So what happened inside? Headley, who claims to have been incarcerated in The Hole for 3 weeks, claims, “I experienced terrible conditions … where I was subjected to physical and psychological abuse. If I was allowed to sleep, I was required to do so under my desk on an office floor with a sleeping bag. I was not allowed to go home to my room where my clothing and belongings were kept. I had to ask someone to get clean underwear and bring that to me. I was required to shower in cold water with 25 other women at a time in a facility meant to provide shower capabilities for 3 people at a time. I was not allowed to attend meals, as a result of which I suffered extreme weight loss and extreme adrenal gland exhaustion.”
In one particularly brutal incident of punishment, she alleges, “The Hole inmates were assigned to clean out two aeration ponds that had been built on the compound grounds. These aeration ponds contained human feces which had been dehydrated after months in the hot desert sun. The staff were required to empty these ponds by hand, using buckets to empty the dried feces powder that now filled them … day and night … for 3 days. At least two staff (Kristina Jensen and Abigail Miller) ended up in the Hemet hospital with extreme respiration problems due to breathing human feces with absolutely no protection of any kind.”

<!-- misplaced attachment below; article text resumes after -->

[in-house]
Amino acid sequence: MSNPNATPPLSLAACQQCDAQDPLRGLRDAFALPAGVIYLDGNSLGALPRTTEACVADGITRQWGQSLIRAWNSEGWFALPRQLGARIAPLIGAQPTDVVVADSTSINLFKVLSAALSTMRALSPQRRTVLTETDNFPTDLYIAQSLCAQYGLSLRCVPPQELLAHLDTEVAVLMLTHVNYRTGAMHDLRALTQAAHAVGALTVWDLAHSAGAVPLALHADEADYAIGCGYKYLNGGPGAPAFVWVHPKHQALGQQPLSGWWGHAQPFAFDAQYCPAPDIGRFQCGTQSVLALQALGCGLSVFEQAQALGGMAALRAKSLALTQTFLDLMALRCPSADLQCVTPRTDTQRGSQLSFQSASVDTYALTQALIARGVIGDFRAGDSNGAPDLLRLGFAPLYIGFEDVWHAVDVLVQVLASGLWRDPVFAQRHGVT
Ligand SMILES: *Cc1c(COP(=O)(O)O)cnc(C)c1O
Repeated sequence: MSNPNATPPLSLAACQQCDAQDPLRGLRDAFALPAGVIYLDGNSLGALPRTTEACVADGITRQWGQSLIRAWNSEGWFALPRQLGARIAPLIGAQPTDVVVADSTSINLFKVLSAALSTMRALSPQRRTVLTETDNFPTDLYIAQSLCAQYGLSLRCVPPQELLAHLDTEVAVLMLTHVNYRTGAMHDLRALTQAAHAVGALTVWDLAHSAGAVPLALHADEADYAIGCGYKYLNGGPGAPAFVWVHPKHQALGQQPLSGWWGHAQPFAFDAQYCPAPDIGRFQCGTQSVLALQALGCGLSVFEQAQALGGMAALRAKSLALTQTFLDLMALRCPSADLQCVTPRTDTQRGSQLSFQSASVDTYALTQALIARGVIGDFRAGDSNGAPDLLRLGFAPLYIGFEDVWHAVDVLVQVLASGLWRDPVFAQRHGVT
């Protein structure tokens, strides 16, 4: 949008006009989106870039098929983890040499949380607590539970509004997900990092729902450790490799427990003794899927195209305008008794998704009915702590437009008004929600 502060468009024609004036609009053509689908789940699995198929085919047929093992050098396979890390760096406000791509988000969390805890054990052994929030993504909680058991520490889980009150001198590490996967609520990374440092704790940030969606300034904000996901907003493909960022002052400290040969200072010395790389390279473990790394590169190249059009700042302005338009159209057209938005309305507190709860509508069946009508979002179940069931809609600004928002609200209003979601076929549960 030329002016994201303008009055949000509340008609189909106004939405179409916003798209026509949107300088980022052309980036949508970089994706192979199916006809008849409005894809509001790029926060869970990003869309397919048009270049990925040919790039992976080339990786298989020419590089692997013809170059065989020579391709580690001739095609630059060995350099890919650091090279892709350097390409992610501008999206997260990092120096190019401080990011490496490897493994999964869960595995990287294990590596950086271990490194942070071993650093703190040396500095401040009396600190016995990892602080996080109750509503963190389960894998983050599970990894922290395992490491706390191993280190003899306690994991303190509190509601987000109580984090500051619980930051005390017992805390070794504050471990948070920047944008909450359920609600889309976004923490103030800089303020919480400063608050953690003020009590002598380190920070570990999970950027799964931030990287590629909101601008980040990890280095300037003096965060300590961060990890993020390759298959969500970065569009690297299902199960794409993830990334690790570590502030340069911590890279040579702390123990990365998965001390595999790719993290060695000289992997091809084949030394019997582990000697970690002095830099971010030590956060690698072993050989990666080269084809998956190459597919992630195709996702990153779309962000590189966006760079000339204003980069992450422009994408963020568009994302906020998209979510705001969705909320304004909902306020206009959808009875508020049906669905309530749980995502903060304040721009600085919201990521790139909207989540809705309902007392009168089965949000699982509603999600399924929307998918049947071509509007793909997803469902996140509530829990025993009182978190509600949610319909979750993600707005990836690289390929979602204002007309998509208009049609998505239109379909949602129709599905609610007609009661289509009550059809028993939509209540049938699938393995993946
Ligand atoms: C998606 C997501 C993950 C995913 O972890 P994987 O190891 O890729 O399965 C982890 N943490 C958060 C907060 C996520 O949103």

The reason Headley was allegedly subjected to such punishment, she claims, is because she refused to divorce her husband of twelve years, Marc Headley, when Miscavige ordered her to do so.
Another Scientologist who claims to have spent time in the hole, Mark Rinder, said in his declaration that it was “literally a prison.”
But these court documents allege that physical and mental abuse occurred outside of The Hole as well.
For example, ex-Scientologist Chris Guider claims that in 2003 Miscavige “had … over 100 people brought from their sleeping beds to jump into a cold pool in the middle of the night as punishment for what he perceived to be poor performance. In late 2004, he had again the entire CMOI (CSI’s top management division) made to walk 1/4 of a mile to the International Base’s sewage treatment plan and had them clean it without protection of any kind. Another time in 2003 … 20 staff were sent away, never to return, each one split from their marriage for good. Or, in the case of one couple who refused to be split, excommunicated and sent to Alaska.”